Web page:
The swearing-in of Hakainde Hichilema, leader of the United Party for National Development (UPND,) as Zambia’s new president has ushered an unstoppable wave of renewed hope not only in Zambia but throughout the rest of the continent as the country is being hailed for a smooth ‘democratic’ transition of power. And this new hope has exculpated any iota of political and socio-economic inertia that may have been perceived to be prevalent among Zambians during the calamitous neoliberal stint of outgoing president Edgar Lungu and others who preceded him (starting with Frederick Chiluba in 1991).
Electoral Euphoria in Zambia
The masses in Zambia, with the country’s young population at the forefront, valiantly mustered their political will to defend their electoral choices as Lungu was democratically ousted from power (a largely free and transparent election), which by all standards is excellently remarkable. Elections are sacrosanct and as such, the outcome of elections in what the arena of public opinion (locally and globally) deems fair must be respected. Elections are the only viable mechanism available to us to publicly determine on a large scale the will of the people regarding the trajectory of their political economy.
Avenues to appeal electoral outcomes through the Constitutional Court are available as is the norm in ‘democratic’ countries, but oftentimes such appeals are predicated on flimsy arguments. Or bitterness towards an electoral loss. Proximity to state power and resources is inherently fought for by elites across the globe and it is understandable for such political elites who lose elections to harbour feelings of bitterness. The electoral euphoria in Zambia is palpable and has been rightly radiated throughout all corners of the world. Albeit for a plethora of reasons.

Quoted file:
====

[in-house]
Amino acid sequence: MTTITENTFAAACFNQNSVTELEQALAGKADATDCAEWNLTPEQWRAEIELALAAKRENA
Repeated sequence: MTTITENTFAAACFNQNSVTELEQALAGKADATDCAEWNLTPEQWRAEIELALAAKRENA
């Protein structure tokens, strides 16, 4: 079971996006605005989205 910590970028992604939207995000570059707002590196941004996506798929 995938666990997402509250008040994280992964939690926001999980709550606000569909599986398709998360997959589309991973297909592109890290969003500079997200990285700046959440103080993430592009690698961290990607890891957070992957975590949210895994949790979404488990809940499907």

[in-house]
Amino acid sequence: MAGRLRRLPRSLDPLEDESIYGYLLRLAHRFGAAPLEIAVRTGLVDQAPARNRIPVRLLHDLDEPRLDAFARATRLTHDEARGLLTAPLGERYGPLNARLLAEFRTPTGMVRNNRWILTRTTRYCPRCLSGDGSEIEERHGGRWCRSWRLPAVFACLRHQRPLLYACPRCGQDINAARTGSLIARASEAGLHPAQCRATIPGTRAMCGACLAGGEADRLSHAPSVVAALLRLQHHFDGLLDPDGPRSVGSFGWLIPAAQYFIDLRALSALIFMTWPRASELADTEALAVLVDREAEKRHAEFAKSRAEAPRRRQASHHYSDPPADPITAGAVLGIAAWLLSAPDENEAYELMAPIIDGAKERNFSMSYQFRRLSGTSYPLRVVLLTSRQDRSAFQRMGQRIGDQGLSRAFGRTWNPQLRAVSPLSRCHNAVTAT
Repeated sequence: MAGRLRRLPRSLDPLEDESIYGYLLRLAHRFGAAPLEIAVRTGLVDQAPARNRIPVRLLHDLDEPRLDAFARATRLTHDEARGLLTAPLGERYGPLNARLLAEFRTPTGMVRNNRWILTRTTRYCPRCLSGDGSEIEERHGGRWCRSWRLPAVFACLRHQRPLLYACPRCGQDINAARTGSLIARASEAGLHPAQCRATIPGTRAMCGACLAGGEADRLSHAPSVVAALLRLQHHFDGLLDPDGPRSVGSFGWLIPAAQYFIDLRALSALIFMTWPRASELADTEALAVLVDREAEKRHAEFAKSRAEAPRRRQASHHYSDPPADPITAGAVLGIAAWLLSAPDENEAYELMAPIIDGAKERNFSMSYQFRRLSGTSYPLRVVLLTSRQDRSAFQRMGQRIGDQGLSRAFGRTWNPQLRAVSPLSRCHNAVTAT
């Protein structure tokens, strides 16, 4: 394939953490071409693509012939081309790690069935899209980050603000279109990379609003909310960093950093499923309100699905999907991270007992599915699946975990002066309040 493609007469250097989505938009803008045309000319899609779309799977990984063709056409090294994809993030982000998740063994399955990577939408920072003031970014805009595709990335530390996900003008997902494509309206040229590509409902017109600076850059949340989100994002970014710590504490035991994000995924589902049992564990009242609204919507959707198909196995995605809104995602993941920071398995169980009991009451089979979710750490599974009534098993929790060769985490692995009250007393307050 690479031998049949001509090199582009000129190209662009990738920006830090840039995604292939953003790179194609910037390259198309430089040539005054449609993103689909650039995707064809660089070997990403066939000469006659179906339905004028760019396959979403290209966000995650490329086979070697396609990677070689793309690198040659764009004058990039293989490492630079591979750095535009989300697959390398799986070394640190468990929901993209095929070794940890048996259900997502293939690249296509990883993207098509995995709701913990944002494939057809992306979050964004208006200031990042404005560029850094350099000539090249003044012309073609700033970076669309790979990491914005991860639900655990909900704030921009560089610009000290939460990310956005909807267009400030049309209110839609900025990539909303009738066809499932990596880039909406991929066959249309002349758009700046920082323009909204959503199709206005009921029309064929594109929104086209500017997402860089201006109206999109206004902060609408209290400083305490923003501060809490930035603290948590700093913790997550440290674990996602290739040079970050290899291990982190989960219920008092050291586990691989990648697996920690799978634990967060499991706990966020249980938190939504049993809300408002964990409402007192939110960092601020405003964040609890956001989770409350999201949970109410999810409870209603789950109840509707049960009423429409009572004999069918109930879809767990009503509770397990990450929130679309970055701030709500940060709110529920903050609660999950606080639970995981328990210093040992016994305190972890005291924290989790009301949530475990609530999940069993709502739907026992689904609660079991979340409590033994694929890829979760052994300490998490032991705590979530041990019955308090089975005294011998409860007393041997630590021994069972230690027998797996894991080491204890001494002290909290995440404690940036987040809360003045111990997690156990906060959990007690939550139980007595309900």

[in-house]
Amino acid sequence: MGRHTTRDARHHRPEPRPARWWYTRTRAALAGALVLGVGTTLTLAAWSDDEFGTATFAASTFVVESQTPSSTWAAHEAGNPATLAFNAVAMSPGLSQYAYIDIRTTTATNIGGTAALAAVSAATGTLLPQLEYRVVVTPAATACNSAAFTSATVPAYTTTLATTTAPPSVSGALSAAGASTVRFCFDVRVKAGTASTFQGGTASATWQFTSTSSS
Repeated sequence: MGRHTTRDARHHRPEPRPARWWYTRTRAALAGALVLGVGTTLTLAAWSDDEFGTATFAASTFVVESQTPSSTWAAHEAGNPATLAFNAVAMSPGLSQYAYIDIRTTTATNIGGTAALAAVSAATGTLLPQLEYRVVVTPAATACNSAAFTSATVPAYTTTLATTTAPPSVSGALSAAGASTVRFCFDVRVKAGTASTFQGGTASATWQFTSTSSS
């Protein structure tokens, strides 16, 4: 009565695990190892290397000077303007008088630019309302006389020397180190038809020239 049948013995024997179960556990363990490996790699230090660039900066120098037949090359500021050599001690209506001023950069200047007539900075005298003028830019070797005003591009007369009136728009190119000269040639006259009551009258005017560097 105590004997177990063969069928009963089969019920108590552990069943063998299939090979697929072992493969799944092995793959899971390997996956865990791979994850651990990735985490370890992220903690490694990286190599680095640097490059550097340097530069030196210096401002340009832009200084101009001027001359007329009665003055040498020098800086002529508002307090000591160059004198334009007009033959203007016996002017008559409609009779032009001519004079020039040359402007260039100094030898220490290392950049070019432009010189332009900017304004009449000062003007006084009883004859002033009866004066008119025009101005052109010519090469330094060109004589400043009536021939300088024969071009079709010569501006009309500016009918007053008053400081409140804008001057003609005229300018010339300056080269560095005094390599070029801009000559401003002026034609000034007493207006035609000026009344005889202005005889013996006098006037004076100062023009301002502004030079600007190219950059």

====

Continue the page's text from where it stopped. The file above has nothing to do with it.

The electoral triumph of Hakainde Hichilema (who won with a landslide victory – 2.8 million votes ahead of Edgar Lungu’s 1.8 million votes, with a voter turnout of 70.95%) has been signalled as a new era for Zambia, although it is clear Hichilema will strive to preserve the existing base and superstructure of official, bourgeois, liberal democracy. As dictated by the whims of [both local and foreign] private capital.
Zambia’s election is laudable on these grounds – “smooth transition” of power creating room for servant leadership, not entertaining “lawlessness and corruption and other cancers that threaten good governance”, the abhorrence of third term limits by “constitutional societies”, the victory of love at the community level, and that the mandate of the people is the only way to “curb executocracy” [excessive and repressive use of presidential/executive powers].
Zambia’s Postcolonial Capitalist Contradictions
But when one looks at the neoliberal path relentlessly pursued by Zambia since the introduction of structural adjustment programs in the early 1990s (with the attendant multi-party politics), Zambia ceased producing leaders who prioritize the welfare of the poor majority [the working class and the peasantry]. Instead, Zambian leaders have been subservient to private foreign capital – necessitating more IMF and World Bank loans and greater inequality. Where civilians have responded to the harshness of austerity measures, they have been met with brute force (as Edgar Lungu continuously clamped down on fundamental freedoms).